JUDGE AT VINITALY 2014

20/04/2014
Experiences, representing Israel In Verona more »

By Eng. Israel Prekerwww.wines-israel.com
Experiences, representing Israel, at one of the most prestigious wine competitions in the world.

Everyone has dreams and even fantasies. I try to make some of my dreams come true, which is the best feeling of all.

 When I arrived at the hotel in Verona , Italy, on Wednesday at midnight, I asked for a wakeup call for 06:30 in the morning, to be sure I would be in good time for the prestigious wine competition, held by VINITALY 2014 .

 This wonderful adventure started two weeks before when I checked my emails at the hotel in Bulgaria, where I was a judge at the international VINARIA 2014 Wine Competition .One particular email I had to read twice, to be sure I understood it correctly:

" We invite you to be a judge at the largest wine competition in Verona…. We hope you can come and be a part of an honorable team of judges. "

I was invited because of my role in founding, owning and managing the Israel’s most professional and informative wine website, www.wines-israel.com

 So obviously I was happy to accept the invitation, with pride that I would be representing Israel. 

The Alitalia plane, which took off from Israel in the afternoon, landed at the airport in Rome in a dark corner. A bus took us to the terminal. The first thing I saw there was a shiny Mercedes. This was my first photograph that I took in Italy during the visit, one of about 400 pictures that mostly smelled of wine, and very good wine for the most part .

 I did not hear a single word in Hebrew since taking off. I sat among a group of runners from Italy who had participated in and enjoyed the Jerusalem Marathon.

 The Italian flight attendants were very polite. The food, however, was in a low grade. I laughed inwardly when I saw that most of the ingredients on the food tray where described only in Hebrew. Amusingly, nearly all of the passengers did not know Hebrew and couldn't possibly understand what was written.

The connection flight from Rome to Verona was delayed an hour, in case we disturbed the more famous persona of Obama, who happened to land at the same time in Rome. All traffic was disrupted there because the President of the United States of America chose exactly the same time to land.
This was all well and good, but we were forced to run in the rain from the bus to the plane.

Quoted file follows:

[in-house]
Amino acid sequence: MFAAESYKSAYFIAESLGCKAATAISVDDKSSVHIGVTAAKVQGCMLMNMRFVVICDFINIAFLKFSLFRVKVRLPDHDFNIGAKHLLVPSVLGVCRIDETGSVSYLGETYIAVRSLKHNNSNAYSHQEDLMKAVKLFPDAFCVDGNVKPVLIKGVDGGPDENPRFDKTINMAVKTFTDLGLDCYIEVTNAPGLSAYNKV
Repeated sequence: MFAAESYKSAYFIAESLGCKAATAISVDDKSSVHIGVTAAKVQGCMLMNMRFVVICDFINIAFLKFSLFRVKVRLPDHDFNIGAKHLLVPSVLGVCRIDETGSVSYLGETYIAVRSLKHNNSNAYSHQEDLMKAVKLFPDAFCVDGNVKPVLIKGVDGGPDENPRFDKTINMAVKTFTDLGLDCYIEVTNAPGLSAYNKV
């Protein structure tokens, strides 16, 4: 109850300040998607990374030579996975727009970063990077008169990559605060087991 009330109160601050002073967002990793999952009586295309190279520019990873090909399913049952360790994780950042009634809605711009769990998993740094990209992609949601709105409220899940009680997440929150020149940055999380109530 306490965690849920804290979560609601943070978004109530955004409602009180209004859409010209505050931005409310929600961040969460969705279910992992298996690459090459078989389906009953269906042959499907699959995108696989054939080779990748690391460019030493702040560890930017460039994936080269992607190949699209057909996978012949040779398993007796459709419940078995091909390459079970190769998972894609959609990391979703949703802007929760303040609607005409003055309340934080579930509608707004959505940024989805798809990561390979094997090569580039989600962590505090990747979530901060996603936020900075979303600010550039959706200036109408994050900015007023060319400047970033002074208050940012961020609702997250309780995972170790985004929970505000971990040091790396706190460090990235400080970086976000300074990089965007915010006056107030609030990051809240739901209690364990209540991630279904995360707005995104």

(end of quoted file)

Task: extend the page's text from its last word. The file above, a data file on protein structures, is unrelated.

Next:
That first night in Verona, as I snuggled under my blanket, I had dreams and thoughts, excitedly looking forward to the experiences of the next day. I imagined dozens of fine wines, spittoons and sommeliers, and hoped no drops of red wine would stain my smart white shirt .

 On the day itself, the phone rang and woke me up at 6.00 am sharp as planned .I eagerly awaited the day’s adventure.

 By 9:00 am on the Thursday, I found myself sitting amongst the 105 judges who came to the competition from many different countries. I heard dozens of languages. ??Most were incomprehensible to me. English, even though the international language, was rarely heard .

 The opening speeches were in Italian, but fortunately there was a simultaneous translation. There were then explanations of the judging criteria. Finally, the long program of tasting began. For me, it was a dream, come true. I was in Italy, at the Vinitaly competition no less, representing Israel, as a judge in one of the world’s greatest wine tasting competitions.

 This particular Thursday is defined as one of the greatest days in my wine career, over the last fifteen years. Everything was a revelation. Even the Italian Primitivo (Zinfandel) wine poured at lunch was excellent.

 Why was this one of the highlights of my life? Well, on the morning of the first day I heard the pounding footsteps of twenty two immaculately dressed sommeliers on the parquet floor as they entered every ten minutes, in single file. They marched in like soldiers, turned as though on parade. Then, they stepped forward with wine bottles covered with bag, to pour for the 105 judges, I felt the rhythmical steps together with my heartbeats. I was thrilled at the theatre, the professionalism and the timing. What a spectacle it was. Words cannot describe what it looked like and how it felt to be there. It was not only beautiful to see, but also what great respect and honor they showed to the wine, the judges and the wine industry as a whole.

 I tasted one hundred and sixty five wines during the four days of the competition. The sommelier (sometimes male, other times female), poured the wine into my glasses one hundred and sixty five times.